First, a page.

A tale of two investors, same investment, different results!


In our hypothetical scenario each one of two investors, Joe and Blogs, invested on 31st December 2000 in a fund trading the SG CTA Index. Joe was the Chief Investment Officer of a major Pension Fund with very long-term liabilities. Joe’s bonus and pay package was a function of his long-term results. Joe bought the investment and held it until 31st December 2015 without touching it.

Blogs was a prop trader at a major investment back (Let’s assume Dodd-Frank did not pass!). His bonus and pay package was a function of the prior year’s quarterly profits. Blogs tried to be a bit more clever. He noticed that like every investment, the SG CTA Index had its up and down periods. So he tried to outsmart the fund and time his entry and exit from it. He devised a formula under which Blogs would sell his investment if the performance of the fund over the trailing twelve months turned negative. He would repurchase his investment as soon as the performance of the trailing twelve months turned positive again. This way, he though, he would limit his losses to only the losses of the first twelve months, while at the same time making the most of the profitable periods as soon as they resumed. His rationale seemed very reasonable and one would think Blogs would perform better than Joe, having applied some additional risk management tools!

Between December 2000 and 2015, the Fund delivered a handsome +104.93%. Joe made 104.93%, the whole of the Fund’s performance, since he bought and held his investment until the end of the period without any interference. Blogs on the other hand, surprisingly made only 61.39%. One would expect Blogs to perform better having applied some really smart risk management. Exhibit A below shows the performance curve of the two investors.


Even if Blogs used a different look-back period to decide when to enter and exit the Fund, his performance would still lag that of Joe. So how is this possible? Why would the addition of a rational risk management tool by Blogs to time his entries and exits objectively result in lower performance. Let’s examine in detail a sample period to see at which point Blogs underperformance starts to develop to understand what is the reason behind it.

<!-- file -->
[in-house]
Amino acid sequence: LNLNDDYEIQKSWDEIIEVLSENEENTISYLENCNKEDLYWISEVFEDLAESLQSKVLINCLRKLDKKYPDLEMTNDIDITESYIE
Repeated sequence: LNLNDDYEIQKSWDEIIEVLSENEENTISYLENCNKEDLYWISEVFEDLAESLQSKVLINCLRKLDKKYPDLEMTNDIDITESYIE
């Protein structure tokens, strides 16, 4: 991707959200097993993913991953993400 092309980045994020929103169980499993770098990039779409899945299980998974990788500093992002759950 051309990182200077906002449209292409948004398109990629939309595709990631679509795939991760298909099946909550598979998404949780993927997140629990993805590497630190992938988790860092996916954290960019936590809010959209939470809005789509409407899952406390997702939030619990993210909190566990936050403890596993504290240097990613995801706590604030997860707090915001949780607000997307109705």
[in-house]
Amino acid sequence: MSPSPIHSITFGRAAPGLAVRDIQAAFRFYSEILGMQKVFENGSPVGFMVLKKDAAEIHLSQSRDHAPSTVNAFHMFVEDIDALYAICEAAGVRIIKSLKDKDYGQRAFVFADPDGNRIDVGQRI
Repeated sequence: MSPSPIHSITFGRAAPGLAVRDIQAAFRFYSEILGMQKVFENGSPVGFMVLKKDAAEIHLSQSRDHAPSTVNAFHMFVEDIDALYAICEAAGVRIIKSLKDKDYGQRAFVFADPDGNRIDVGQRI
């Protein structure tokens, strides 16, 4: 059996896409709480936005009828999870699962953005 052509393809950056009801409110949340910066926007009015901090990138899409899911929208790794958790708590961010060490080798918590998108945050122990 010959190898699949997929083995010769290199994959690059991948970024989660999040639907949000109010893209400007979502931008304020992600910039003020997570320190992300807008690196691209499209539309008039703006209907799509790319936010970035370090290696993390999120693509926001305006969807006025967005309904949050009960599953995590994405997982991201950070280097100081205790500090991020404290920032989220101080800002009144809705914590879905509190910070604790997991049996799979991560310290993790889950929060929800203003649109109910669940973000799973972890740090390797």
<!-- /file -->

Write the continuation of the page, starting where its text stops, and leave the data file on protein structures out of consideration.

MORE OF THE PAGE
Exhibit B shows a sample period when the cumulative performance of the two investors started to diverge.

Date Fund monthly performance Joe Invested Joe cumulative performance Fund trailing 12month returns Blogs invested Blogs cumulative performance
31/12/2001 2.57% Yes 2.49% 2.49% Yes 2.49%
31/01/2002 -0.51% Yes 1.96% 1.21% Yes 1.96%
28/02/2002 -2.12% Yes -0.20% -1.07% No -0.20%
31/03/2002 0.10% Yes -0.11% -5.99% No -0.20%
30/04/2002 -1.54% Yes -1.64% -3.30% No -0.20%
31/05/2002 3.71% Yes 2.01% -0.76% No -0.20%
30/06/2002 7.22% Yes 9.38% 7.68% Yes -0.20%
31/07/2002 2.71% Yes 12.35% 11.42% Yes 2.51%
31/08/2002 2.12% Yes 14.73% 11.73% Yes 4.68%


Until February 2002, both investors were continuously invested in the Fund since December 2000. So they had the same cumulative performance as of that date, -0.20%. However at the end of February 2002, the Fund’s trailing 12 month performance turned negative at -1.07%. So Blogs decided to sell his investment at the end of February, to limit his losses to -0.20%. Until April 2002, this proved to be a good strategy since Joe had accumulated losses amounting to -1.64% whereas Blogs losses were limited to a mild -0.20% when he sold his investment back in February.

However in May and June the Fund performed very well. Joe profited from this strong performance whereas Blogs lagged behind because he was out of the Fund. Although the Fund was doing well, the trailing 12 months performance was still negative in May and only turned positive at the end of June. Blogs invested again in the Fund at the end of June when trailing 12 months’ performance turned positive. However, it was too late. He already missed the upside of May and June amounting to a respectable 11.2%. So from this point on, Blogs performance lagged Joe’s by at least 11.2%. The divergence increased further when Blogs additional attempts to time his entries and exits resulted in additional lags. By December 2015, Blogs lagged Joe’s performance by 43.54%!.

What is the takeaway of this example? The future is unknowable and therefore it cannot be forecasted, or timed in any consistently reliable way. We as humans have the tendency to lean on psychologically easy investment decisions. Faced with a losing period, Blogs did the obvious and sold his investment. Then when the Fund started doing well again he did the obvious and bought his investment back. Although this strategy makes us feel better, in the long-term it is the wrong one as shown in the above example. Contrary to Blogs, Joe proved more resilient. He held onto the loosing periods as much as he did during the winning ones. Rest assured this was not easy. It is draining for an investment professional to see his investment lose value and not react. Yet, provided the investment thesis remains sound, this is the right approach and in the long term it will pay off.

When we evaluate an investment to be a good proposition for the risk we are taking, we invest in it and provided our original thesis has not reversed we do not sell it merely on temporary blips in performance. Although this is easier said than done, over the long haul it is the right approach and our reward will be the maximum that will be made available by the said investment.



One response to “A tale of two investors, same investment, different results!”

  1. Mike Grue says:

    So true! This captures why 95% of investors loose money or don’t make as much as they should.

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